Decontamination method comparison testing using simulated contamination

Demmer, Rick and Boxall, Colin (2016) Decontamination method comparison testing using simulated contamination. PhD thesis, School of Engineering.

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Radiological decontamination of surfaces is challenging. Cleanup tasks are typically visual or even chemically measured, but radioactive contamination is invisible and measured at extremely low levels. Different contamination events have lead to the development of hundreds of decontamination processes. Their selection balances criteria such as cost effectiveness and waste minimization. While testing on the actual system where the contaminations arises (as "field" radioactive specimens) is appropriate, doing so is expensive and time consuming. Simulating contamination with substitute contaminants requires a unique understanding of the system. This provides a less expensive, more controlled and often more informative selection method. However, not all simulation methods are reliable, reproducible, have a useful range nor are relevant to the target activity. To address these needs, a range of simulated contamination systems have been developed: ·SIMCON 1 – to simulate loose contamination on stainless steel; ·SIMCON 2 – to simulate fixed contamination on oxide coated stainless steel; ·A radiological dispersal device (RDD) or so-called “dirty bomb” contaminant to simulate fixed contamination on urban material surfaces. Over 400 individual decontamination tests have been performed with these simulants, using a range of contaminants (Cs, Zr, Am, Sr, Co) and substrates (steel, concrete, marble, limestone, granite). Review and data mining of the results of these tests has allowed for the development of an understanding of the fundamental mechanisms of interaction between contamination and surface and their role in determining decontamination efficiency. Detailed analysis of the SIMCON results demonstrates that the availability of a deliberately designed contamination simulant system allows for the comparative assessment of a wide range of decontamination methods in a common frame of reference on a “level playing field”. Though somewhat intuitively obvious, the SIMCON methods evaluation unambiguously demonstrated that chemically different contaminants may behave quite differently during a decontamination action. The exact nature of this behavior depends upon the nature of applications (loose or fixed) and the decontamination method itself. If a wide range of decontamination methods are deployed on a well-designed contamination simulant, comparison of the results of the decontamination tests may provide insight into the mechanism of contamination e.g. how it is held (loose, fixed etc.), where it is held (on the surface, in a protective oxide layer etc.) and so forth. These conclusions are reinforced by detailed consideration of the urban RDD simulant decontamination data. With respect to the contaminants themselves, it is found that cations that exhibit a pH dependent speciation, such as americium or cobalt, can demonstrate radionuclide / material substrate specific chemistry that results in contaminant precipitation at the substrate surface, especially if the material has an intrinsically alkaline surface pH. For example, in the case of Am and Co, this results in the precipitation of Am and Co oxyhydroxide species at the outer surface of materials such as concrete with consequently high percentage removal efficiencies. For cationic radionuclides such as Cs+ that do not exhibit any nuclide/material surface specific chemistry the principal material property controlling the tenacity of that nuclide during decontamination from urban material substrates is the permeability of that substrate. For substrates of similar permeability, net surface negative charge on the material substrate plays a major role in determining the tenacity of non-reactive cations such as cesium; the larger the net negative charge on the substrate surface, the more tenacious the contamination. Finally, with respect to the decontamination agents themselves, harsh, high concentration chemical agents that utilize multiple decontamination processes (acids, bases, chelants) typically have an effectiveness advantage over more dilute, one component solutions. Strongly acidic solutions achieve the highest overall % removal decontamination results. This is partly because they tend to dissolve small amounts of the substrate surface and liberate imbibed contaminants. Finally, some strippable coating based methods are found to be surprisingly effective; likely because of their chelant/absorbtive character.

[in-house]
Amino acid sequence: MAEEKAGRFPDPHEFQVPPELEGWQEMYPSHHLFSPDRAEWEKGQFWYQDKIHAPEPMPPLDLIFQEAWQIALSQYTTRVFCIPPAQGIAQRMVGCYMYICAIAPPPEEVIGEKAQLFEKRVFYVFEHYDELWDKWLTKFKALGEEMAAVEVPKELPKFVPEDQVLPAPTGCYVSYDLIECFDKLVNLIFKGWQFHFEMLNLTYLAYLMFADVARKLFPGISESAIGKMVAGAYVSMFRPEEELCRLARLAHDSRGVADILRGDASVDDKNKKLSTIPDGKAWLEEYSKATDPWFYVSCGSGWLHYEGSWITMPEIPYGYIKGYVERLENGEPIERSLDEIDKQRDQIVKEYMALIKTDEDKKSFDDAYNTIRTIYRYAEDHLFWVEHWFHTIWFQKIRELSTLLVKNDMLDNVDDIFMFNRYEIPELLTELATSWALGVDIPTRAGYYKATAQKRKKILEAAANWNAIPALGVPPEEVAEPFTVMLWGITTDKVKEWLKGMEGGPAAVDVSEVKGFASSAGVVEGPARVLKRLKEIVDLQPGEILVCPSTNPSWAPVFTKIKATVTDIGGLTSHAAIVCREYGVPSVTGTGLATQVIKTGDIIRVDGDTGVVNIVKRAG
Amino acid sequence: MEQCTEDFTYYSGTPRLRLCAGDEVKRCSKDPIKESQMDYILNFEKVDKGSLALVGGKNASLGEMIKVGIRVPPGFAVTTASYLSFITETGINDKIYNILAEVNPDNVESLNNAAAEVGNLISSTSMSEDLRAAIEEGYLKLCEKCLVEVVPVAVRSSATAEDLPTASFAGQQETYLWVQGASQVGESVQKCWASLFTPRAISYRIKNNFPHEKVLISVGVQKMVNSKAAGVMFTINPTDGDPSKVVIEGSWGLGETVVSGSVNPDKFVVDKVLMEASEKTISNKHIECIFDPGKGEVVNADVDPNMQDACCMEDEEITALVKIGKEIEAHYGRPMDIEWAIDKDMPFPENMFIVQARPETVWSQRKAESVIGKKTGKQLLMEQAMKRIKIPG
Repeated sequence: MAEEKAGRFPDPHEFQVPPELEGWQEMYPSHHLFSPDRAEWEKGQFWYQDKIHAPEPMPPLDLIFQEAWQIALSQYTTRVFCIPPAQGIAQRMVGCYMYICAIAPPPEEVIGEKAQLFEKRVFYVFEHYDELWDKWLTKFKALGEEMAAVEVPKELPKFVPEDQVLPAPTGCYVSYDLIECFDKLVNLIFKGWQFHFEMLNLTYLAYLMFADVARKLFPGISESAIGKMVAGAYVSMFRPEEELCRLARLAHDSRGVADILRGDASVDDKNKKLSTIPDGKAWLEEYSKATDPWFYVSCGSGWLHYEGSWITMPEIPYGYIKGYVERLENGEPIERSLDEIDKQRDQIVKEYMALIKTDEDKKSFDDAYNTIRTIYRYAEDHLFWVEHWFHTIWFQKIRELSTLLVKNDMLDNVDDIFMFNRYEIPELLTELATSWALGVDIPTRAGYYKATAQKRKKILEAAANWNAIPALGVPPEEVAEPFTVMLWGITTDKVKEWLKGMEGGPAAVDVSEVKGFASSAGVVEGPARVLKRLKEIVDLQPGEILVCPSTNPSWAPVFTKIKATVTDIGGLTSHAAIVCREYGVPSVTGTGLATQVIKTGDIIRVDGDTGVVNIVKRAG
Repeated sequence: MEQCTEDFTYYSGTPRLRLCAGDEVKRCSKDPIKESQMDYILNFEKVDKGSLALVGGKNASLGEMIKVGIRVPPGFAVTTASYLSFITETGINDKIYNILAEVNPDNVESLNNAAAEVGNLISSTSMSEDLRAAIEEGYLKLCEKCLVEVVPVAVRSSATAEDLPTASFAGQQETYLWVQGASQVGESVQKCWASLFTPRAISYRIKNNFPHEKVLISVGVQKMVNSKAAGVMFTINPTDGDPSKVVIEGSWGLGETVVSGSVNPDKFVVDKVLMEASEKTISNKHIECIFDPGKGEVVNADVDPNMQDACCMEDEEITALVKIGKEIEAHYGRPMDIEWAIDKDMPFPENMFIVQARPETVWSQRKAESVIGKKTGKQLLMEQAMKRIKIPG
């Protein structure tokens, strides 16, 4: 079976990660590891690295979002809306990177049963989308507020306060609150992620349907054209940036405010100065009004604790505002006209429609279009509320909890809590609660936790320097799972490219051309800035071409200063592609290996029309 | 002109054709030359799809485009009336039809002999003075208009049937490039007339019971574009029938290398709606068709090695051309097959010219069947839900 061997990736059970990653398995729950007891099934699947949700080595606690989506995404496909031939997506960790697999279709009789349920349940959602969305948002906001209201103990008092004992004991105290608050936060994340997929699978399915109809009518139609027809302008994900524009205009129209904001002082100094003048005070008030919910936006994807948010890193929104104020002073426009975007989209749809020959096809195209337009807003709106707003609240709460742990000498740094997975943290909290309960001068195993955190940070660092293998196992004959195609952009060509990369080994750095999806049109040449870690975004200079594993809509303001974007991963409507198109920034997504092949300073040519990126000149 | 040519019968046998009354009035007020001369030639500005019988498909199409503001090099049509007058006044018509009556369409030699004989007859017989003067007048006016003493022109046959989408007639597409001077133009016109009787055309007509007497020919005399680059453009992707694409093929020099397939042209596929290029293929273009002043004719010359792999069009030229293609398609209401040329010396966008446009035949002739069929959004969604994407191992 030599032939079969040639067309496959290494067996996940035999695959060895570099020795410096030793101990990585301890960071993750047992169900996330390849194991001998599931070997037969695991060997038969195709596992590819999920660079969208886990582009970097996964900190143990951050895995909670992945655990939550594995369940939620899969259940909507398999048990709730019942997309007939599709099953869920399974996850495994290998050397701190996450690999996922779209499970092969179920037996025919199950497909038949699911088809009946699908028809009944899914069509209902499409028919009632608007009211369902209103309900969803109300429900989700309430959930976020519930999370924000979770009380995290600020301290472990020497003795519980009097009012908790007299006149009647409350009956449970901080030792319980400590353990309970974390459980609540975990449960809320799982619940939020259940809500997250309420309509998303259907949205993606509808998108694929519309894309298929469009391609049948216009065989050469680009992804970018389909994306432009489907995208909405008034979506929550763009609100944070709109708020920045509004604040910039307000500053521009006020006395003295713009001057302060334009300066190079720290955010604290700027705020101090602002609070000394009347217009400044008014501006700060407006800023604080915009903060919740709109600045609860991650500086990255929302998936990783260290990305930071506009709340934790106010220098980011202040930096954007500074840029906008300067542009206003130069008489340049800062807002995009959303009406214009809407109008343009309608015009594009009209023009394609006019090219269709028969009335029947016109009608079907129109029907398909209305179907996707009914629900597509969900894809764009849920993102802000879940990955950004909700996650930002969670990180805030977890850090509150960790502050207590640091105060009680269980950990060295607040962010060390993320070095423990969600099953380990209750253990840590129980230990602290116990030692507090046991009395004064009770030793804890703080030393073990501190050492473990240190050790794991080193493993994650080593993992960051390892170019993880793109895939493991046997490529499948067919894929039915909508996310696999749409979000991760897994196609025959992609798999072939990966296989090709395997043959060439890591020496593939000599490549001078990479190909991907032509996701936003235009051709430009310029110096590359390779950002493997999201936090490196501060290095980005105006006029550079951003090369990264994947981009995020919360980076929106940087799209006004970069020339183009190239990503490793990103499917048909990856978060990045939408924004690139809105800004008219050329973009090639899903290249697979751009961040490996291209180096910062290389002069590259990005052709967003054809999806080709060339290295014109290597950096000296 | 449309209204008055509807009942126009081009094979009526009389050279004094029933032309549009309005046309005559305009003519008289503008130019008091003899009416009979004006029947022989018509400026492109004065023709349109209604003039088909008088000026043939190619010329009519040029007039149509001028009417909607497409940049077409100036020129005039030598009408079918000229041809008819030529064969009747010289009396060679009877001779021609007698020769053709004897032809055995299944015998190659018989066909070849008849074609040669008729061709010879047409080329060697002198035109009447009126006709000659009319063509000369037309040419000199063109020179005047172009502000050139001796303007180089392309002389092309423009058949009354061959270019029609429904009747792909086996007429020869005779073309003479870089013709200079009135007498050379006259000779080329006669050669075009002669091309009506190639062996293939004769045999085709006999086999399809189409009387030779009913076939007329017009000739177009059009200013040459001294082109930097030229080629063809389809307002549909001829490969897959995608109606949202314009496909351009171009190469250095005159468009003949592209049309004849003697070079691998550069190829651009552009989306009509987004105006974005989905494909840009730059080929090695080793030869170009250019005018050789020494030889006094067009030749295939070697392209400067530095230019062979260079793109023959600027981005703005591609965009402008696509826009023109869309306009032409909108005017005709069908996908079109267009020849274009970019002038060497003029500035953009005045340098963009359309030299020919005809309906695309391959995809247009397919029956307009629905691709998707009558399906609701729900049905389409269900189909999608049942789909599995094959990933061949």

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Thesis (PhD)
?? decontamination ??
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27 Jun 2016 13:52
Last Modified:
23 May 2024 01:26